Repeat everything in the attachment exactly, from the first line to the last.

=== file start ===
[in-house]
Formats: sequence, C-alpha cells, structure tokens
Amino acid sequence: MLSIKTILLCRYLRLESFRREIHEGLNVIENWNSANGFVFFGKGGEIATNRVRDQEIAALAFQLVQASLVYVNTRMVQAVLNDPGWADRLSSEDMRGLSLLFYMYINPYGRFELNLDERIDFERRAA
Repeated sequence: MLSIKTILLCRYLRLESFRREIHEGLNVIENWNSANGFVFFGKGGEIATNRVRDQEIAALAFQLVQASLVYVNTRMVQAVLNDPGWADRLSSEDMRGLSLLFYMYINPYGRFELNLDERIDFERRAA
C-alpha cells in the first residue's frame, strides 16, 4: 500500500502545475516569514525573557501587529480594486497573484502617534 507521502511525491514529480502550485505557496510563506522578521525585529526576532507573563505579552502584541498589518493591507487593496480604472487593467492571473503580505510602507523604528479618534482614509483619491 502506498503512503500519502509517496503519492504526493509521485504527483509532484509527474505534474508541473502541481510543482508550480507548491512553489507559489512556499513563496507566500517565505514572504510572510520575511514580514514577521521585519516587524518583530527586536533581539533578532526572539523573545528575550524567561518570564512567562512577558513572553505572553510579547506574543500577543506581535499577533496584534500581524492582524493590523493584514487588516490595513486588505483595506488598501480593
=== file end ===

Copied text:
[in-house]
Formats: sequence, C-alpha cells, structure tokens
Amino acid sequence: MLSIKTILLCRYLRLESFRREIHEGLNVIENWNSANGFVFFGKGGEIATNRVRDQEIAALAFQLVQASLVYVNTRMVQAVLNDPGWADRLSSEDMRGLSLLFYMYINPYGRFELNLDERIDFERRAA
Repeated sequence: MLSIKTILLCRYLRLESFRREIHEGLNVIENWNSANGFVFFGKGGEIATNRVRDQEIAALAFQLVQASLVYVNTRMVQAVLNDPGWADRLSSEDMRGLSLLFYMYINPYGRFELNLDERIDFERRAA
C-alpha cells in the first residue's frame, strides 16, 4: 500500500502545475516569514525573557501587529480594486497573484502617534 507521502511525491514529480502550485505557496510563506522578521525585529526576532507573563505579552502584541498589518493591507487593496480604472487593467492571473503580505510602507523604528479618534482614509483619491 502506498503512503500519502509517496503519492504526493509521485504527483509532484509527474505534474508541473502541481510543482508550480507548491512553489507559489512556499513563496507566500517565505514572504510572510520575511514580514514577521521585519516587524518583530527586536533581539533578532526572539523573545528575550524567561518570564512567562512577558513572553505572553510579547506574543500577543506581535499577533496584534500581524492582524493590523493584514487588516490595513486588505483595506488598501480593